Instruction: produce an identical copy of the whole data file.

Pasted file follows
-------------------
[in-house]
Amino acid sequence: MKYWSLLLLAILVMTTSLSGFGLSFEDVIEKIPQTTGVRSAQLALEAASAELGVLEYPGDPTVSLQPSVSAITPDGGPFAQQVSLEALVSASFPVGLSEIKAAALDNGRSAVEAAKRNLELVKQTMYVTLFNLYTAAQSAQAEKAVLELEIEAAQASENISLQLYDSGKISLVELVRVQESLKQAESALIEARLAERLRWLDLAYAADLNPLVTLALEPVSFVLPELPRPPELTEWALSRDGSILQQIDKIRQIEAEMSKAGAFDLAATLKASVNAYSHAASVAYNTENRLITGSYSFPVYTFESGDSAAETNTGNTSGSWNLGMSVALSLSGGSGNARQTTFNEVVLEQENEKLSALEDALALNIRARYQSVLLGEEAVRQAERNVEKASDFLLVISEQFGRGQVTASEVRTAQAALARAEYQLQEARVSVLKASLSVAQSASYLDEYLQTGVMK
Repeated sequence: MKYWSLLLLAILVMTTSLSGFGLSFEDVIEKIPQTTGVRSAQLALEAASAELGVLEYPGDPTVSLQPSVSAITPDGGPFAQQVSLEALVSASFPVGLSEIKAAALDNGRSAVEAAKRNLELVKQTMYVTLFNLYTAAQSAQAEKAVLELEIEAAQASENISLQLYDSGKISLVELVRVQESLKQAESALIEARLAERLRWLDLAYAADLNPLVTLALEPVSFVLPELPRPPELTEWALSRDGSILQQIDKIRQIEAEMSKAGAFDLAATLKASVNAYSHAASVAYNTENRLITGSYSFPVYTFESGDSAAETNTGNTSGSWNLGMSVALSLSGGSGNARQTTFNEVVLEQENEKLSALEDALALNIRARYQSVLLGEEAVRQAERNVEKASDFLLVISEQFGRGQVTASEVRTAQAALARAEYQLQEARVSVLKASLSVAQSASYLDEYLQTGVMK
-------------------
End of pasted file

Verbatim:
[in-house]
Amino acid sequence: MKYWSLLLLAILVMTTSLSGFGLSFEDVIEKIPQTTGVRSAQLALEAASAELGVLEYPGDPTVSLQPSVSAITPDGGPFAQQVSLEALVSASFPVGLSEIKAAALDNGRSAVEAAKRNLELVKQTMYVTLFNLYTAAQSAQAEKAVLELEIEAAQASENISLQLYDSGKISLVELVRVQESLKQAESALIEARLAERLRWLDLAYAADLNPLVTLALEPVSFVLPELPRPPELTEWALSRDGSILQQIDKIRQIEAEMSKAGAFDLAATLKASVNAYSHAASVAYNTENRLITGSYSFPVYTFESGDSAAETNTGNTSGSWNLGMSVALSLSGGSGNARQTTFNEVVLEQENEKLSALEDALALNIRARYQSVLLGEEAVRQAERNVEKASDFLLVISEQFGRGQVTASEVRTAQAALARAEYQLQEARVSVLKASLSVAQSASYLDEYLQTGVMK
Repeated sequence: MKYWSLLLLAILVMTTSLSGFGLSFEDVIEKIPQTTGVRSAQLALEAASAELGVLEYPGDPTVSLQPSVSAITPDGGPFAQQVSLEALVSASFPVGLSEIKAAALDNGRSAVEAAKRNLELVKQTMYVTLFNLYTAAQSAQAEKAVLELEIEAAQASENISLQLYDSGKISLVELVRVQESLKQAESALIEARLAERLRWLDLAYAADLNPLVTLALEPVSFVLPELPRPPELTEWALSRDGSILQQIDKIRQIEAEMSKAGAFDLAATLKASVNAYSHAASVAYNTENRLITGSYSFPVYTFESGDSAAETNTGNTSGSWNLGMSVALSLSGGSGNARQTTFNEVVLEQENEKLSALEDALALNIRARYQSVLLGEEAVRQAERNVEKASDFLLVISEQFGRGQVTASEVRTAQAALARAEYQLQEARVSVLKASLSVAQSASYLDEYLQTGVMK